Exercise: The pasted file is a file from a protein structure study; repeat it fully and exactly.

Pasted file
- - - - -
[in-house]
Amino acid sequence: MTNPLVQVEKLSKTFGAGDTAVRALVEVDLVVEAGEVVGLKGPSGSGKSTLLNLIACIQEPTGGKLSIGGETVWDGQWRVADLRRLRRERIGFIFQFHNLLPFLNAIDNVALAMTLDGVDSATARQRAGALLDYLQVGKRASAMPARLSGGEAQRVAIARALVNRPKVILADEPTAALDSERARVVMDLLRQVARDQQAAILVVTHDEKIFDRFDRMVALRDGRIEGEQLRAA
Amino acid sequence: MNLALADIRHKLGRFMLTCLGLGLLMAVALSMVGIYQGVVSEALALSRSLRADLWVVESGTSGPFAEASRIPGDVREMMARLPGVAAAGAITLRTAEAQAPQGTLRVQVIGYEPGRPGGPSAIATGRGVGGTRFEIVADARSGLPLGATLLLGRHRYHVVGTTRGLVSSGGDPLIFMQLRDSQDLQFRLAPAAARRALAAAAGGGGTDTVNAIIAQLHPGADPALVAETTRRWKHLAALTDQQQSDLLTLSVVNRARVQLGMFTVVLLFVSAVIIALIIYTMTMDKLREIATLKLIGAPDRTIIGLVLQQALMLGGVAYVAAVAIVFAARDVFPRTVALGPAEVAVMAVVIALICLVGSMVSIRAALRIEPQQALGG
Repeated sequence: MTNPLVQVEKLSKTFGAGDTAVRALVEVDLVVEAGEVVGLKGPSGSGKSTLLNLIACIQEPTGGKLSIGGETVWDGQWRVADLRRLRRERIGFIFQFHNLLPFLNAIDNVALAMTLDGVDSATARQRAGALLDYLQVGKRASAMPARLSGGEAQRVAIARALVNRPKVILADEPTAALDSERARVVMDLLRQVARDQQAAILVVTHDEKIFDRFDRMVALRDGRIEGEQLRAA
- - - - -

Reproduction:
[in-house]
Amino acid sequence: MTNPLVQVEKLSKTFGAGDTAVRALVEVDLVVEAGEVVGLKGPSGSGKSTLLNLIACIQEPTGGKLSIGGETVWDGQWRVADLRRLRRERIGFIFQFHNLLPFLNAIDNVALAMTLDGVDSATARQRAGALLDYLQVGKRASAMPARLSGGEAQRVAIARALVNRPKVILADEPTAALDSERARVVMDLLRQVARDQQAAILVVTHDEKIFDRFDRMVALRDGRIEGEQLRAA
Amino acid sequence: MNLALADIRHKLGRFMLTCLGLGLLMAVALSMVGIYQGVVSEALALSRSLRADLWVVESGTSGPFAEASRIPGDVREMMARLPGVAAAGAITLRTAEAQAPQGTLRVQVIGYEPGRPGGPSAIATGRGVGGTRFEIVADARSGLPLGATLLLGRHRYHVVGTTRGLVSSGGDPLIFMQLRDSQDLQFRLAPAAARRALAAAAGGGGTDTVNAIIAQLHPGADPALVAETTRRWKHLAALTDQQQSDLLTLSVVNRARVQLGMFTVVLLFVSAVIIALIIYTMTMDKLREIATLKLIGAPDRTIIGLVLQQALMLGGVAYVAAVAIVFAARDVFPRTVALGPAEVAVMAVVIALICLVGSMVSIRAALRIEPQQALGG
Repeated sequence: MTNPLVQVEKLSKTFGAGDTAVRALVEVDLVVEAGEVVGLKGPSGSGKSTLLNLIACIQEPTGGKLSIGGETVWDGQWRVADLRRLRRERIGFIFQFHNLLPFLNAIDNVALAMTLDGVDSATARQRAGALLDYLQVGKRASAMPARLSGGEAQRVAIARALVNRPKVILADEPTAALDSERARVVMDLLRQVARDQQAAILVVTHDEKIFDRFDRMVALRDGRIEGEQLRAA